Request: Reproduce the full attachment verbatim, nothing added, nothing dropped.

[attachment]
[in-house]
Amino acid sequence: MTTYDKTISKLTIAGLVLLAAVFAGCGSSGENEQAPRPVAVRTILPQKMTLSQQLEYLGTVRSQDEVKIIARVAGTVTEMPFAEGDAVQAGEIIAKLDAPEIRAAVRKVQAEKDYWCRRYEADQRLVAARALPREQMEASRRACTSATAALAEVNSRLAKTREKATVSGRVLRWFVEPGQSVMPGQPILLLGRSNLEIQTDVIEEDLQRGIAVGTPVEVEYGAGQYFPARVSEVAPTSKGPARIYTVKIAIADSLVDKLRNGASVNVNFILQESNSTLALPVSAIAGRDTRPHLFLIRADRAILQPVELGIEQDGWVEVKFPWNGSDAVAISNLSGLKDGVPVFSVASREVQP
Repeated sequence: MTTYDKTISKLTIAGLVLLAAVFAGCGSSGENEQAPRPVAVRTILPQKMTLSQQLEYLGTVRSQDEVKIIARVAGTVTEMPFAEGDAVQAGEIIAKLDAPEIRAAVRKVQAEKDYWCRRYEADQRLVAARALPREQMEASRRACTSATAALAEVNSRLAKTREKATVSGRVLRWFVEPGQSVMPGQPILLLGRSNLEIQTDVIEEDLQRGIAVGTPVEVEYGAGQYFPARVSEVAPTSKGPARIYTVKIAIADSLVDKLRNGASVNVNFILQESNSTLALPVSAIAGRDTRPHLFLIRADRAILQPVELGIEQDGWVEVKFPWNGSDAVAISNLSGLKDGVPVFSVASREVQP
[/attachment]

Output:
[in-house]
Amino acid sequence: MTTYDKTISKLTIAGLVLLAAVFAGCGSSGENEQAPRPVAVRTILPQKMTLSQQLEYLGTVRSQDEVKIIARVAGTVTEMPFAEGDAVQAGEIIAKLDAPEIRAAVRKVQAEKDYWCRRYEADQRLVAARALPREQMEASRRACTSATAALAEVNSRLAKTREKATVSGRVLRWFVEPGQSVMPGQPILLLGRSNLEIQTDVIEEDLQRGIAVGTPVEVEYGAGQYFPARVSEVAPTSKGPARIYTVKIAIADSLVDKLRNGASVNVNFILQESNSTLALPVSAIAGRDTRPHLFLIRADRAILQPVELGIEQDGWVEVKFPWNGSDAVAISNLSGLKDGVPVFSVASREVQP
Repeated sequence: MTTYDKTISKLTIAGLVLLAAVFAGCGSSGENEQAPRPVAVRTILPQKMTLSQQLEYLGTVRSQDEVKIIARVAGTVTEMPFAEGDAVQAGEIIAKLDAPEIRAAVRKVQAEKDYWCRRYEADQRLVAARALPREQMEASRRACTSATAALAEVNSRLAKTREKATVSGRVLRWFVEPGQSVMPGQPILLLGRSNLEIQTDVIEEDLQRGIAVGTPVEVEYGAGQYFPARVSEVAPTSKGPARIYTVKIAIADSLVDKLRNGASVNVNFILQESNSTLALPVSAIAGRDTRPHLFLIRADRAILQPVELGIEQDGWVEVKFPWNGSDAVAISNLSGLKDGVPVFSVASREVQP